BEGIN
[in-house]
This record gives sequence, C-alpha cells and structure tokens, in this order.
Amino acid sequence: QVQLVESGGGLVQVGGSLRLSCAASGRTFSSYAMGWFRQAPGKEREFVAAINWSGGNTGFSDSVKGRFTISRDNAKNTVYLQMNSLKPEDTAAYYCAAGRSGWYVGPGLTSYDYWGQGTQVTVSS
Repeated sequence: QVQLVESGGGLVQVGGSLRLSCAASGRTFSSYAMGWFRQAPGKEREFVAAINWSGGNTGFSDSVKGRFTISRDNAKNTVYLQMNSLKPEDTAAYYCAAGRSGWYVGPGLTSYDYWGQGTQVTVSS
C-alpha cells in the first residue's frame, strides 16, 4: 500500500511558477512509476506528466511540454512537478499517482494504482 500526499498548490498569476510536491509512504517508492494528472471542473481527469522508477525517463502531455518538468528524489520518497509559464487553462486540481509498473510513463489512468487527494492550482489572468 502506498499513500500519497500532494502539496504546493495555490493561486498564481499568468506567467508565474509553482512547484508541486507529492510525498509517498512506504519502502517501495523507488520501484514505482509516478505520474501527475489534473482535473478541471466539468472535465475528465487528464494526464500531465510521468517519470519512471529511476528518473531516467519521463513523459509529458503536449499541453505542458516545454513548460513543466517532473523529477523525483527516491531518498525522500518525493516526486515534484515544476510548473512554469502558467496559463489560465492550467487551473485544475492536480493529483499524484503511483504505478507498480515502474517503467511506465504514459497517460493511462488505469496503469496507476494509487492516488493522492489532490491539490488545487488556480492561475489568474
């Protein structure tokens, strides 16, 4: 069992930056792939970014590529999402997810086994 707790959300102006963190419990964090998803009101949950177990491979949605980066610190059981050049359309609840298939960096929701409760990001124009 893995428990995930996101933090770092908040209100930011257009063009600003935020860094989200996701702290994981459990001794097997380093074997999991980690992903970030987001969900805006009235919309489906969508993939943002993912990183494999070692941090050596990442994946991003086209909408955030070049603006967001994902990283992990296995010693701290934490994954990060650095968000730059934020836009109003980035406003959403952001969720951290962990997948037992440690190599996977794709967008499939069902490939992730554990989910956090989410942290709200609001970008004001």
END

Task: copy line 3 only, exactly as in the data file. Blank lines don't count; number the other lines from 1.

Amino acid sequence: QVQLVESGGGLVQVGGSLRLSCAASGRTFSSYAMGWFRQAPGKEREFVAAINWSGGNTGFSDSVKGRFTISRDNAKNTVYLQMNSLKPEDTAAYYCAAGRSGWYVGPGLTSYDYWGQGTQVTVSS